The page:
The English Premier League (PL) has won a blocking order against streaming website FirstRow, the first UK injunction applied to a sports website.
Mr Justice Arnold at the England & Wales High Court ordered BSkyB, BT, Everything Everywhere, Talk Talk, O2 and Virgin – the UK’s biggest Internet service providers (ISPs) – to cut off access to the site on Tuesday.
WIPR reported last month that the PL, which owns the copyright in TV recordings of all recorded matches in England’s senior football competition, moved to block the site under section 97A of the Copyright, Designs and Patents Act (CDPA).
The provision has been used before to block access to music and movie downloading services such as Fenopy, Kicksass Torrents and The Pirate Bay.
In the PL case, Arnold said the application was unusual as it covers football rights instead of musical or movie rights, and was seeking to block a streaming site rather than a peer-to-peer network.
Swedish-based FirstRow is widely-used, according to Arnold, transmitting football matches as well as other sporting events. Experts testifying in court said it may be earning between £5.3 and £9.5 million in annual advertising revenues.
The judge found that the website does communicate copyrighted works to the public and infringes the PL’s rights in those works, therefore satisfying the requirements for an injunction.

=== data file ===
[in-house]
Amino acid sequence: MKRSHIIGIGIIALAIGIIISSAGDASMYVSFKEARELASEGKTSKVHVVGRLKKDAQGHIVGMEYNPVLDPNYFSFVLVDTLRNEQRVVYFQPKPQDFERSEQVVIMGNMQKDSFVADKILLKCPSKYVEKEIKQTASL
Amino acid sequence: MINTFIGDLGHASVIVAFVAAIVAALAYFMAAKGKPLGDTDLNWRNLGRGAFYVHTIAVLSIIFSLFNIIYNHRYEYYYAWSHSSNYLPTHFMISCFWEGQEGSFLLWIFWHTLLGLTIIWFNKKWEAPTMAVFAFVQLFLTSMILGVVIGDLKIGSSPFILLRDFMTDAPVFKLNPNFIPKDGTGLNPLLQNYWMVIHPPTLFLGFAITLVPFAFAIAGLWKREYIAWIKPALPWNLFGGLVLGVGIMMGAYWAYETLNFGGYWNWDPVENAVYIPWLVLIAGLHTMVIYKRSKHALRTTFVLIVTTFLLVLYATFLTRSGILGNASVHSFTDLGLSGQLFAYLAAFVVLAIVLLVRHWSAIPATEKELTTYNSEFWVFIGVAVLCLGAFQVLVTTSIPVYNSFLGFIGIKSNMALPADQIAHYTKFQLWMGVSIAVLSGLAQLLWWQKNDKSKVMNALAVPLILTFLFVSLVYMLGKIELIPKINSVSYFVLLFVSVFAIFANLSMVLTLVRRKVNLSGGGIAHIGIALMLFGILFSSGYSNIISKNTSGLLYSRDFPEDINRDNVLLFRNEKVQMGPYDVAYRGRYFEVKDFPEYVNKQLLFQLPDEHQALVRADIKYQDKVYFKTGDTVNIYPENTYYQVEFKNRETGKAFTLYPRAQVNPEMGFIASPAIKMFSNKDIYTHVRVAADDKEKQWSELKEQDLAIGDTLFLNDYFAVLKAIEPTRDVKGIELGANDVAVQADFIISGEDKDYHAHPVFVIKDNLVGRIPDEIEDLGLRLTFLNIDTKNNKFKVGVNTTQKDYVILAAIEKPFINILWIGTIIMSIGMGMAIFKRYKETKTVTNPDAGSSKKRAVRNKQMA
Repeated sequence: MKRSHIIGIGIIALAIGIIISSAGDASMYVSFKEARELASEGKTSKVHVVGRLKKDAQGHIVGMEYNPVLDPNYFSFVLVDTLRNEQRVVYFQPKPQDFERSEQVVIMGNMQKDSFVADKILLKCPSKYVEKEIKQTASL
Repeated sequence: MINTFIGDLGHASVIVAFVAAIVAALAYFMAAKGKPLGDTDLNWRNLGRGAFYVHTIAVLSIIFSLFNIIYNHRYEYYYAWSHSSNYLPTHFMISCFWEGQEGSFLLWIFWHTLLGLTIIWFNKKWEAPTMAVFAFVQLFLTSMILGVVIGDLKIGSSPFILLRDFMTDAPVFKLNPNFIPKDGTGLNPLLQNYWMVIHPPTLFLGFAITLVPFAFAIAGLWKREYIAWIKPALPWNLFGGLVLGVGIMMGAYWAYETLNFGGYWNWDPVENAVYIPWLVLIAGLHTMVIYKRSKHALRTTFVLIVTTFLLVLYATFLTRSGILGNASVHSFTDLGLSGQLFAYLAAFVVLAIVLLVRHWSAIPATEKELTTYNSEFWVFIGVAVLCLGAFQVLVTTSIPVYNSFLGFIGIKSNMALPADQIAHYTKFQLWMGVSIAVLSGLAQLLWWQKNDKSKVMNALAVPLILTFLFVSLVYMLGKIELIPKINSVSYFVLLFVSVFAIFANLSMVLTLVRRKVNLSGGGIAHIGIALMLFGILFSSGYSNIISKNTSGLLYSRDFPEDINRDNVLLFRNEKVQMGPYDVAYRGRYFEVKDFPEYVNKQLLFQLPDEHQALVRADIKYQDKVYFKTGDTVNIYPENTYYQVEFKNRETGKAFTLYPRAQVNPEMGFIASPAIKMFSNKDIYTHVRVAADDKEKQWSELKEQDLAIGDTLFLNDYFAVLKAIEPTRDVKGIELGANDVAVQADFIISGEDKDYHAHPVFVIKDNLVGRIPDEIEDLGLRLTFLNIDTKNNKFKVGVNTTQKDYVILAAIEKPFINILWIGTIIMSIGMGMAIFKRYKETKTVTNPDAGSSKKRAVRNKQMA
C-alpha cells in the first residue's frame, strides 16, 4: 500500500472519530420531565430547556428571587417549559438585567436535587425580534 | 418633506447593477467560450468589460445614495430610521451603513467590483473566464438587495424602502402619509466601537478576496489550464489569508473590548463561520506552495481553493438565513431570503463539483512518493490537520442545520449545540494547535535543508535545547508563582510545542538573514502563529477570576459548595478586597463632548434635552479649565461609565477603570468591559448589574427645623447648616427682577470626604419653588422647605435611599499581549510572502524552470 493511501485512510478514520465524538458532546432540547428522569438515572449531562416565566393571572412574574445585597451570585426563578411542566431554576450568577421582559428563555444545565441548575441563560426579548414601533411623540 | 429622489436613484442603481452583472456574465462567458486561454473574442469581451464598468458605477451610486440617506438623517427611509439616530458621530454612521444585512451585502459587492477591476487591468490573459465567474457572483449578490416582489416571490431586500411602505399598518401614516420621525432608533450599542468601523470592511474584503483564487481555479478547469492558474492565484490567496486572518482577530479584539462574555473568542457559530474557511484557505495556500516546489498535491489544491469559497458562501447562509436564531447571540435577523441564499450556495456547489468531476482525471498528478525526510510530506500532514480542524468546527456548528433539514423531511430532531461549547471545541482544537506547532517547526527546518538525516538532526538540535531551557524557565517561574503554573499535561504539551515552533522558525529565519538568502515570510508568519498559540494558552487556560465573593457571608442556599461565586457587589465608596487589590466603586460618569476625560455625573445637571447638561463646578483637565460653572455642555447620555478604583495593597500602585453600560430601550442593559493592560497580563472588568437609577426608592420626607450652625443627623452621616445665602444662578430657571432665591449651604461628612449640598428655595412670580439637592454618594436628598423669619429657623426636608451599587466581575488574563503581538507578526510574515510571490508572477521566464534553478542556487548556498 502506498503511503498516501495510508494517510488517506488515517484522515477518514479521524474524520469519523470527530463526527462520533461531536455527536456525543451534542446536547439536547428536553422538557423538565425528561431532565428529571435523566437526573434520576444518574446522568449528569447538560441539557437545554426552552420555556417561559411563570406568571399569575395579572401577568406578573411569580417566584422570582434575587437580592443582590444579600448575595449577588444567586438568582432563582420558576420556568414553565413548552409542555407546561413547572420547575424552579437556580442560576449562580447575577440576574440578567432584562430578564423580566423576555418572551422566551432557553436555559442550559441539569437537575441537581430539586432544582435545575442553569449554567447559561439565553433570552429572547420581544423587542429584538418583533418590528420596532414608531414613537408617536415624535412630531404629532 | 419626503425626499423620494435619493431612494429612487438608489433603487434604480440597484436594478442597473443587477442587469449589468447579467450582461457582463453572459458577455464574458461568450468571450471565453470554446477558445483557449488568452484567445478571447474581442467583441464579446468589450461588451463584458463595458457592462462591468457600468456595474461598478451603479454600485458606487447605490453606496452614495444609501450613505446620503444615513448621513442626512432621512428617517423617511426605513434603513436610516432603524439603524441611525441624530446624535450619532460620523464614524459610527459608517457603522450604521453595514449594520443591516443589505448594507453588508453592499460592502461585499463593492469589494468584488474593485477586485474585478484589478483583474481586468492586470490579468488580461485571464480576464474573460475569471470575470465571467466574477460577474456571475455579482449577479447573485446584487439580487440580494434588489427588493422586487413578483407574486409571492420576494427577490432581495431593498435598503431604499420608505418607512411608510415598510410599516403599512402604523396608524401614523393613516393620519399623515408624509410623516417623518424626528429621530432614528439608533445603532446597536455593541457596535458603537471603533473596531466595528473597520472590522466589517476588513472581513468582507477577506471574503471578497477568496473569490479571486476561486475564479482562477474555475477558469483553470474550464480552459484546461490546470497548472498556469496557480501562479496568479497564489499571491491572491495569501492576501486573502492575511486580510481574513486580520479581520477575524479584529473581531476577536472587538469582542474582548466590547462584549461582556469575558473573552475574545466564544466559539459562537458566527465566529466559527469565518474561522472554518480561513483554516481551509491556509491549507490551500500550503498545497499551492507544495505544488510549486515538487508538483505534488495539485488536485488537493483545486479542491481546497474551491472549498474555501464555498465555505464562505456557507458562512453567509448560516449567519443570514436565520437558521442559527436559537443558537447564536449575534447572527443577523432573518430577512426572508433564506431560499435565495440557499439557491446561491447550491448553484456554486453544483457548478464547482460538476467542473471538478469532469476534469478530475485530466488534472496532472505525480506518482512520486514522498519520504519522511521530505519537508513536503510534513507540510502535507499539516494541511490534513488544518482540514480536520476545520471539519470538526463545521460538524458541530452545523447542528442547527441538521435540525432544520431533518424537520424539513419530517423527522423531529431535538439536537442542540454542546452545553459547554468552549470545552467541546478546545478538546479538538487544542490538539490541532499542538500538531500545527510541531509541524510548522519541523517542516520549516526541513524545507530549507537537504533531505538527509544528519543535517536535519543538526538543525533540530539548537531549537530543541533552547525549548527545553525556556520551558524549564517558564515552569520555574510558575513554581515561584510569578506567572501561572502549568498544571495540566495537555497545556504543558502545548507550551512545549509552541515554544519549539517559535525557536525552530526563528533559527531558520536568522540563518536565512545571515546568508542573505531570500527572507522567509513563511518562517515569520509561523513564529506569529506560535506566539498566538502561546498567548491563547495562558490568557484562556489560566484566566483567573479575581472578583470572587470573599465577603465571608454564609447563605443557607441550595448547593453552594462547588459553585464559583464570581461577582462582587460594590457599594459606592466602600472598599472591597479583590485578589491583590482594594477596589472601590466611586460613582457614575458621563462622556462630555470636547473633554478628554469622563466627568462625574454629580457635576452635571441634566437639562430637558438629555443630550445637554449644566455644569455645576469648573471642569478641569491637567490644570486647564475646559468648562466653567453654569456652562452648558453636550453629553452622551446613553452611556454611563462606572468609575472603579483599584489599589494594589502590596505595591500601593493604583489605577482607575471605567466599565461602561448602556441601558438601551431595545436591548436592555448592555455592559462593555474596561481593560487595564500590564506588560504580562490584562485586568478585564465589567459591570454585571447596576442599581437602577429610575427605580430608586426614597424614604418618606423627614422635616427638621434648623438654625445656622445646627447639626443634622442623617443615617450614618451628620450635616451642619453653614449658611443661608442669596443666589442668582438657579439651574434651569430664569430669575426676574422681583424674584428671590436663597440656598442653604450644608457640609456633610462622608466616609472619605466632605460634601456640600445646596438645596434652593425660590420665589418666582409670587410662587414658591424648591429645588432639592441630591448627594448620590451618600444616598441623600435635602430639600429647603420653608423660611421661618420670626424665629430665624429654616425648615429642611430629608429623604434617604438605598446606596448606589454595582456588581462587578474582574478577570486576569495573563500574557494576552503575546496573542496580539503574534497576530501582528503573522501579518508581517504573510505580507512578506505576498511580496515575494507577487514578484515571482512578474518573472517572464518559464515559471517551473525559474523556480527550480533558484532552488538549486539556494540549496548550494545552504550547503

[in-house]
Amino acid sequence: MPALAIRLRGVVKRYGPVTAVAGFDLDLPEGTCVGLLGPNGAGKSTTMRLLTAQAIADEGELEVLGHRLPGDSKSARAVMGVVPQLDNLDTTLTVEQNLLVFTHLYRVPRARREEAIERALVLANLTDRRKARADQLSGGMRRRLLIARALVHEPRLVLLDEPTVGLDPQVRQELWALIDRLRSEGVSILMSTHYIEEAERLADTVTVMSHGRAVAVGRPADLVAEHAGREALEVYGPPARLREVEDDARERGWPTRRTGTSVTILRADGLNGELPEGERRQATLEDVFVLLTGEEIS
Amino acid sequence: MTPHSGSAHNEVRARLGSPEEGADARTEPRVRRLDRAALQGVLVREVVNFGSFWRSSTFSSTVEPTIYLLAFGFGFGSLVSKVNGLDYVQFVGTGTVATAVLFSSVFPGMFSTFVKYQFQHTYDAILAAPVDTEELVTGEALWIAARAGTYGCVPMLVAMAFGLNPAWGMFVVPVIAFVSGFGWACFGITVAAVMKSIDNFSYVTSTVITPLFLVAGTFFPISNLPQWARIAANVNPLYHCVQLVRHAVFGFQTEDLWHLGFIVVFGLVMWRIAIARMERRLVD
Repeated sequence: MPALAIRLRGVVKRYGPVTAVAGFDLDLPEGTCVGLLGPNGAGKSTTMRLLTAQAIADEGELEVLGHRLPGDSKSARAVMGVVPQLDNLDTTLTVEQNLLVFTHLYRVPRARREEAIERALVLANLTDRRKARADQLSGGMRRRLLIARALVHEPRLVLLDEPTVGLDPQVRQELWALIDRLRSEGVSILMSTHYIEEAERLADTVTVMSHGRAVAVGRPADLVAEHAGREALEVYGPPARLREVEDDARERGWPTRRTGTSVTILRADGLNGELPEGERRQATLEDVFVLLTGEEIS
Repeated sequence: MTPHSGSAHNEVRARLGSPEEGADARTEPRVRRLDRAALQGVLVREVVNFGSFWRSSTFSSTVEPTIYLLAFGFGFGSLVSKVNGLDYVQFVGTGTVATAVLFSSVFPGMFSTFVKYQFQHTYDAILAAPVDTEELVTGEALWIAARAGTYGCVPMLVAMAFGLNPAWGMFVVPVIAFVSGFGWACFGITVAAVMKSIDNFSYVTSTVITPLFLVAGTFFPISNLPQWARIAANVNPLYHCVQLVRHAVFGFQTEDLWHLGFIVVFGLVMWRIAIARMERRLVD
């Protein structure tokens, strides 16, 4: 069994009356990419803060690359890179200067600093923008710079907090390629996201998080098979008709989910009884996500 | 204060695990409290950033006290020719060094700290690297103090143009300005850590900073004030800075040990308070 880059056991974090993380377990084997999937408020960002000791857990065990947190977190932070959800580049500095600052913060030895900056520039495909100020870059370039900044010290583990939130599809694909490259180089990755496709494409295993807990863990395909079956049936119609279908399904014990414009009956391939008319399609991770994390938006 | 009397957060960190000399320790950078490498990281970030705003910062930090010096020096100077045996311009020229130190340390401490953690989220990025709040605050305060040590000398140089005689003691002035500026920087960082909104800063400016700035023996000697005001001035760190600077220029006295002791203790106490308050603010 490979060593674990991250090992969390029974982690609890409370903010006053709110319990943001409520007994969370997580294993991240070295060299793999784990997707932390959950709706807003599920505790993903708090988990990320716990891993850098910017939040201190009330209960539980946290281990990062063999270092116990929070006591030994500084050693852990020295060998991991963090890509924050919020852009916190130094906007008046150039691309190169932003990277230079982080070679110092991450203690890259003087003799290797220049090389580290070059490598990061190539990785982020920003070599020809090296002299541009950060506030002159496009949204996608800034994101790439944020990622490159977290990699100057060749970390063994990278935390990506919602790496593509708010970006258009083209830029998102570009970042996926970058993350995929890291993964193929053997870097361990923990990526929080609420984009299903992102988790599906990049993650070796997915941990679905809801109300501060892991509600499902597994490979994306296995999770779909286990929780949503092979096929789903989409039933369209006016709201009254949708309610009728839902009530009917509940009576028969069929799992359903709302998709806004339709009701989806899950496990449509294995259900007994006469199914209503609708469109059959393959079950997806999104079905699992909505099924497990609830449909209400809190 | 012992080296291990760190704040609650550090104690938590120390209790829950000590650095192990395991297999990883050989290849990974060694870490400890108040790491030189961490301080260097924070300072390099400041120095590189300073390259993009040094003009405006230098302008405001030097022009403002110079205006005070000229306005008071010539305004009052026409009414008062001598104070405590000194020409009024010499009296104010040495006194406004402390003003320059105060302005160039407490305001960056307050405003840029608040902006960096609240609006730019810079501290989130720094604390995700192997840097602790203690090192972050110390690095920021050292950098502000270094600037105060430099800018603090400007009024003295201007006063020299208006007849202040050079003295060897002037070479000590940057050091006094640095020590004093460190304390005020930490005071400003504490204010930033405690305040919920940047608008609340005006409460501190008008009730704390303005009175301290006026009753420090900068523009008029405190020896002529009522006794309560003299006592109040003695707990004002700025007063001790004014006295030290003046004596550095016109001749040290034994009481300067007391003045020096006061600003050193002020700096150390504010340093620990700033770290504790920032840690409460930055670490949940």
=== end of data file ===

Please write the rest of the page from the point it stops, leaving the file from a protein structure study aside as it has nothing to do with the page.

Reacting to the decision, a PL spokesman said: “We are extremely pleased that the order blocking this website has been granted and we will be enforcing it, in conjunction with the ISPs, ahead of the 2013/14 Barclays Premier League season.”
Arnold also made it clear that any publicans using the site to screen PL matches in their premises are communicating copyright works to the public and therefore breaching section 20 of the CDPA.
The PL spokesman added: “The PL will be significantly upping its enforcement activity in this area in the coming months, so any publican who is being offered a service that is not either BSkyB or BT Vision [which broadcast PL matches] should be aware that these are illegal and they open themselves up to the possibility of prosecution.”
Tuesday’s judgement was much shorter than many other recent blocking cases, said Gareth Dickson, associate at Edwards Wildman Palmer LLP.
“This might seem insignificant but in fact it suggests that we now have a pretty well established body of law when it comes to injunctions against ISPs.”
He added: “Two other aspects are noteworthy. The first is that Arnold had no problem with the CJEU’s comments in ITV v TVCatchup on the relevant ‘public’ [which said re-transmissions of TV broadcasts online to an indeterminate number of recipients matches the ‘public’ definition].
“Some people were concerned that the CJEU might have changed the test or muddied the waters, but Arnold clearly doesn’t see it that way. The other is that Arnold found that the posting of links to infringing content was a communication of that content to the public. There is currently a reference pending before the CJEU on this point, so it will be interesting to see what additional information that court might provide, and even whether they agree.”
Both Virgin and Sky told WIPR that they haven’t yet received a blocking order for FirstRow, but both companies said they obey court orders when they receive them. The remaining ISPs did not respond to a request for comment.
premier league, first row, www.firstrow1.eu, justice arnold, section 97a